‘But there are also unknown unknowns – the ones we don’t know we don’t know’

Donald Rumsfeld

With the ease of access of social media, I have seen a rise in people selling themselves in three main areas, Photography, journalism and adventure. The first two I know very little about but the third for me has caused concern. I am all for encouraging others to get out but with the rise and fashion of becoming an ‘adventure blogger’ I feel a number of things need to be addressed.


I love reading about other peoples adventures and I love the sharing of information on places and of areas and the scrapes people have got in and out of. Many are inspiring and beautifully written. What concerns me is how misleading some of them are. Social media is a very good platform to advertise oneself under the guise of encouraging and supporting other’s when really the sole underlying aim is to boost one’s own profile. Many of the adventure blogs are written by people who are experiencing their first forays into the outdoor world. There is nothing wrong with this, in fact I love reading about the motivations behind why someone has quit the ‘rat race’ and has found enlightenment in the outdoors. What concerns me is that some of the blogs I have read have a very clever way of making the mundane into an epic adventure, implying that what they are doing is some insanely brave and daring feat that has never been done before. And that the unprepared, newbie can do this too. This I find dangerous and I believe this accompanied with the associated photos on Instagram has a lot to answer for in the accidents in the mountains of the UK over the winter this year.


I recently fell for this ‘false epicness’ on a trip to Iceland where I was involved in the safety for a photo shoot. I searched the locations the photographer and company wanted to visit and saw the pictures on Instagram of these amazing waterfalls. I assumed as the wording under these pictures implied that they were mega remote and involved some crazyass trek into them. On the ground however the waterfalls are right next to the road. You needn’t get out of the car to see them and from certain angles it is easy to avoid capturing the carpark in the background. With the need for oneupmanship, people with no training and no understanding of the risks involved encouraged by and made to feel guilty by their ‘unenlightened’ status are putting their lives at risk venturing into the outdoors and into places they are not equipped to go to get their ‘epic’ selfie.


I was amazed and rather concerned over the Easter weekend when I ventured up Snowdon. The winds were over 60 miles an hour and the top was shrouded in a blizzard of face flaying ice crystals. I was intrigued and worried by what people had chosen to wear out on their hike up the mountain and rather concerned by the number of people who holding a flapping map in their hand were asking where they were. The paths on Snowdon are now maintained motorways compared to how they were 10 years ago, this is good for the mountain as it keeps the erosion confined to these paths but it also encourages the uninitiated to venture out. When the weather is good, a stunning hike with clear views up and down is a relatively safe option. However, the weather changes fast and visibility can drop to 10 meters very quickly. If you wander off the path and can’t map read, this very quickly becomes a life threatening situation. The right clothing for the mountains is designed to keep the wearer safe. Breathable and waterproof fibres worn in a layering system help manage temperature and keep the elements out. The wrong clothing and footwear choices can very quickly put someone at high risk if the weather suddenly craps out.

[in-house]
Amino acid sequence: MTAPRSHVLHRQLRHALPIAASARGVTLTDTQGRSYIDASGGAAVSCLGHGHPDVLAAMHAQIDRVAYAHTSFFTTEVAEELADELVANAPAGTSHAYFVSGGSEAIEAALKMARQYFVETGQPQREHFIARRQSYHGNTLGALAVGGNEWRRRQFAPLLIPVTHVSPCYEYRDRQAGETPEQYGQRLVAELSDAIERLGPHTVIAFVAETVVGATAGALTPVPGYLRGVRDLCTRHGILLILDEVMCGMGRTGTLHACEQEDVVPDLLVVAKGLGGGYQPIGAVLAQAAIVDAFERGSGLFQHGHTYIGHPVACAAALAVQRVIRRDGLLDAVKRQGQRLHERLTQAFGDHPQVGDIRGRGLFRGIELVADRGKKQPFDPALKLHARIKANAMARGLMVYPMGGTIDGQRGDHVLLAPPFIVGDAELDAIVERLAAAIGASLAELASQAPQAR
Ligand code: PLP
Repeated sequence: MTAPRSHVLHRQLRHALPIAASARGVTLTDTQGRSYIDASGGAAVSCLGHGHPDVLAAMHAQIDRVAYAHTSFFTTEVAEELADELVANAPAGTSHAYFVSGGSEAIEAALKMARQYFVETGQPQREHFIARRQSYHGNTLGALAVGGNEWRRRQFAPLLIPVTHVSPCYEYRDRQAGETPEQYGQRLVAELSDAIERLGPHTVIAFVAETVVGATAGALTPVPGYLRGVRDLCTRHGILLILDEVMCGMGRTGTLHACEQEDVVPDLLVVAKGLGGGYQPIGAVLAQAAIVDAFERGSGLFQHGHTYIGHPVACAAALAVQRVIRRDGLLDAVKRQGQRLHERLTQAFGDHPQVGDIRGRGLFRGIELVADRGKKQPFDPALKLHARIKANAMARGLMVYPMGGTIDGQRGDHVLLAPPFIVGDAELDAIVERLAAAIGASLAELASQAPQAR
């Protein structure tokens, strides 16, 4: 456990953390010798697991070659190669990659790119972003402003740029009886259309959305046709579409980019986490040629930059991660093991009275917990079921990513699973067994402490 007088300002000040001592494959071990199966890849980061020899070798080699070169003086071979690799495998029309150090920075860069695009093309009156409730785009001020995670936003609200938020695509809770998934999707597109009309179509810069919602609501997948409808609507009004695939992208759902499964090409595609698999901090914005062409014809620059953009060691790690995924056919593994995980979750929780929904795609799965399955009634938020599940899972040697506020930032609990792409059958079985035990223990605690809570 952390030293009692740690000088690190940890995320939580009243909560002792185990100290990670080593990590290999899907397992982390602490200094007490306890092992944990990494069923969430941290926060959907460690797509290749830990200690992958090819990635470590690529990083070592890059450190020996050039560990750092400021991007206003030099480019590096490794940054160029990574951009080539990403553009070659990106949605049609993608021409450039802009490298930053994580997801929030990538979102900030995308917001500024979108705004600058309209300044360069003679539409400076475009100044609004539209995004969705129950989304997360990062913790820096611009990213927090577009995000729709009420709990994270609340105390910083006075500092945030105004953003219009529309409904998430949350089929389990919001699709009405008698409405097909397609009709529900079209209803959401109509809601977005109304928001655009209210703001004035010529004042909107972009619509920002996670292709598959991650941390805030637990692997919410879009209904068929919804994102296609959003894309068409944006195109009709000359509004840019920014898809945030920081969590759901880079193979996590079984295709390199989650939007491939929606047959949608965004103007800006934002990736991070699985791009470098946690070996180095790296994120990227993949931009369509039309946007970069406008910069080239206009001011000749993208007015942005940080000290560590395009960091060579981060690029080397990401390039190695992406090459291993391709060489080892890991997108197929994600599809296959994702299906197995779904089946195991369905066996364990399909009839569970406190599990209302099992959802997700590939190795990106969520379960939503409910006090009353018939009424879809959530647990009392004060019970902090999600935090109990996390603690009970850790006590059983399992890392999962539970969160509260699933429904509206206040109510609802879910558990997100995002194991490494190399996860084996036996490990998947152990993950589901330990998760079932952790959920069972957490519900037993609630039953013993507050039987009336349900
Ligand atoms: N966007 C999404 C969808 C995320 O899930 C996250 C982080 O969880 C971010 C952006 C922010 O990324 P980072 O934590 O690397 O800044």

The answer to this problem is education. Giving those that wish to venture out into the wilds the skills required to look after themselves. There is no shame in this, in fact having access to a qualified instructor for a day, weekend or week while you learn the skills needed to venture out solo into the wilderness will set you up for life and will minimise the chance of you making a life threatening decision. ‘You don’t know what you don’t know’.


Although, unless working with children in the outdoors, there is no legal requirement to have qualifications to lead others out into the mountains or on adventures, there is a very regimented scheme of training and qualifications that outdoor professionals go through to work in the outdoors. Although this legal requirement does not exist, no outdoor centre or professional expedition company I know would hire someone without the basic outdoor qualifications unless they were proven as an expert or asset in their field of expertise. The outdoor qualifications do not show someones experience above and beyond their qualification but they do standardise and show that if a person holds a certain qualification they have met the minimum requirements to hold that qualification and that above all they can look after other people in that discipline.


If you are venturing out this summer, which I wholeheartedly encourage you to do, please seek out advice and training from properly qualified outdoor professionals. Many basic courses do not break the bank and are totally an investment into your future enjoyment and understanding of the outdoors and will equip you for a true epic adventure if this is a path you wish to walk. No more ‘false epic’ selfies or embellishment of the mundane. Real wilderness, kick-ass shots and wild immersion all within your control.

Please be safe out there!!!

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